The state's unemployment rate has plummeted to 7.4 percent from 8.8 percent, the sharpest drop in the country. In part, that is because more jobless workers are connecting with work. But an even greater number of workers have simply given up on finding a job. [...] [S]tatistics don't tell the full story. North Carolina still has nearly 350,000 listed as officially unemployed, and many more, including those living in depressed rural areas, have given up even looking for a job. For them, the safety net is gone, and largely out of sight, countless families have slipped deeper into poverty.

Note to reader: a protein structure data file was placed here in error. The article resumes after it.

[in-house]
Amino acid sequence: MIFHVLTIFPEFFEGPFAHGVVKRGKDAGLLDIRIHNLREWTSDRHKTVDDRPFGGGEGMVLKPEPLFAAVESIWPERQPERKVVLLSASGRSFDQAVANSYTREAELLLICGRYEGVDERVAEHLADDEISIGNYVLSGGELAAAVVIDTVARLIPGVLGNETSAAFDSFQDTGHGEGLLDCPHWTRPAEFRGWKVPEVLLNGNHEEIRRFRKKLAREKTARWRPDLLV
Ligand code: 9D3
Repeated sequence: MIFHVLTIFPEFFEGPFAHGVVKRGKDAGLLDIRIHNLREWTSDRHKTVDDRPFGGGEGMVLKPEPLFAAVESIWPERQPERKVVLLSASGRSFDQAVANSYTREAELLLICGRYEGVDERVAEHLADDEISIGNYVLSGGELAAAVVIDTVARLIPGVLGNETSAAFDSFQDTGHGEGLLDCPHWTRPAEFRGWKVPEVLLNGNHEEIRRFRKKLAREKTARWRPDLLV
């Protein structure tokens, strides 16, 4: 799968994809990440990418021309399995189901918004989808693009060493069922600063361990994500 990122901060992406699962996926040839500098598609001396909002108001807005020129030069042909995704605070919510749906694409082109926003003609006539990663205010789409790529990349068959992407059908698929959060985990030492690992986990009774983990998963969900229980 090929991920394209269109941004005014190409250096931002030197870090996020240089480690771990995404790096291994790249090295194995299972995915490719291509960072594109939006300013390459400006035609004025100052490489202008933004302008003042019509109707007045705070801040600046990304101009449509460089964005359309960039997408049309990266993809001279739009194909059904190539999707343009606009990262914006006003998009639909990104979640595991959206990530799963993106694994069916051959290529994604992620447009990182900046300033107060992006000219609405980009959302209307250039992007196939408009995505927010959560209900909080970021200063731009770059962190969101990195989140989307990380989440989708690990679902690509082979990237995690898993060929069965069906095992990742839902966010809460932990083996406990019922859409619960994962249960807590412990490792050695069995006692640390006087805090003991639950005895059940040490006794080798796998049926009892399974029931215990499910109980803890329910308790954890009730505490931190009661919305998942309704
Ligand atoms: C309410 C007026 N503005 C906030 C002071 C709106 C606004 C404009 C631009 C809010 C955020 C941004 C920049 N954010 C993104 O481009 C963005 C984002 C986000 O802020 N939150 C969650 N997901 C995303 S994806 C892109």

The unemployment rate did fall -- but this was due to a large drop in the labor force, as the number of people looking for work fell. Why? Well, a likely explanation is that some of the unemployed continued to search for work, and were therefore counted in the labor force, despite low prospects of finding a job in a depressed economy, because such search is a requirement for those collecting benefits. Take away the benefits, and they drop out. Now, labor force participation has fallen nationally as well as in North Carolina, and the state's labor force began dropping before the benefit cuts, so that the case for claiming that reduced benefits actually reduced job search isn't ironclad. Still, it's worth emphasizing just how extraordinary the changes have been. North Carolina's labor force drop has been much larger than the national change. And it has also been unprecedented in historical terms. There's been nothing like the recent North Carolina decline -- taking place at a time of modest recovery, not recession -- in the state's previous history.